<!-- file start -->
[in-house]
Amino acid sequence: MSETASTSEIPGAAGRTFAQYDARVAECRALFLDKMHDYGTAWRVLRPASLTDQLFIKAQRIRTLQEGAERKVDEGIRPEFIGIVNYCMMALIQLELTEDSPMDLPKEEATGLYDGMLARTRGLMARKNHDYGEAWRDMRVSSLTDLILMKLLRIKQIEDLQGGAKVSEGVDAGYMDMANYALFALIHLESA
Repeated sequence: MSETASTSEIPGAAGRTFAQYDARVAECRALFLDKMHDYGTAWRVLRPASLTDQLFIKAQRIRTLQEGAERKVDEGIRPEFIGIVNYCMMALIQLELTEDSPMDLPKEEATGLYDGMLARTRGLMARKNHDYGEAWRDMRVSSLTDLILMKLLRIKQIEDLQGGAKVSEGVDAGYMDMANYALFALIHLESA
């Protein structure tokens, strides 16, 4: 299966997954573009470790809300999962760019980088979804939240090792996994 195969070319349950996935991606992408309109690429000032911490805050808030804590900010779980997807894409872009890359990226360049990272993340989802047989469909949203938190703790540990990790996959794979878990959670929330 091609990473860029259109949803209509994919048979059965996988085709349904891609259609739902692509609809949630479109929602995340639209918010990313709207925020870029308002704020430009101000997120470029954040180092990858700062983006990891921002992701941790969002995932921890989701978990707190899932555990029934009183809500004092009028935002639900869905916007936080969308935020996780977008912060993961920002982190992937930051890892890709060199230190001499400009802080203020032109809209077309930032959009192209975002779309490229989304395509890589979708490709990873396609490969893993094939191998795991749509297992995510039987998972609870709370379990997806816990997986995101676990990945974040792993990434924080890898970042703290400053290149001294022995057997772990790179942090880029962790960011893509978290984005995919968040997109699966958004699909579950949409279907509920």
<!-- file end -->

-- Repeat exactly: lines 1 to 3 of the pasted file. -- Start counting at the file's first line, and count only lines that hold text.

[in-house]
Amino acid sequence: MSETASTSEIPGAAGRTFAQYDARVAECRALFLDKMHDYGTAWRVLRPASLTDQLFIKAQRIRTLQEGAERKVDEGIRPEFIGIVNYCMMALIQLELTEDSPMDLPKEEATGLYDGMLARTRGLMARKNHDYGEAWRDMRVSSLTDLILMKLLRIKQIEDLQGGAKVSEGVDAGYMDMANYALFALIHLESA
Repeated sequence: MSETASTSEIPGAAGRTFAQYDARVAECRALFLDKMHDYGTAWRVLRPASLTDQLFIKAQRIRTLQEGAERKVDEGIRPEFIGIVNYCMMALIQLELTEDSPMDLPKEEATGLYDGMLARTRGLMARKNHDYGEAWRDMRVSSLTDLILMKLLRIKQIEDLQGGAKVSEGVDAGYMDMANYALFALIHLESA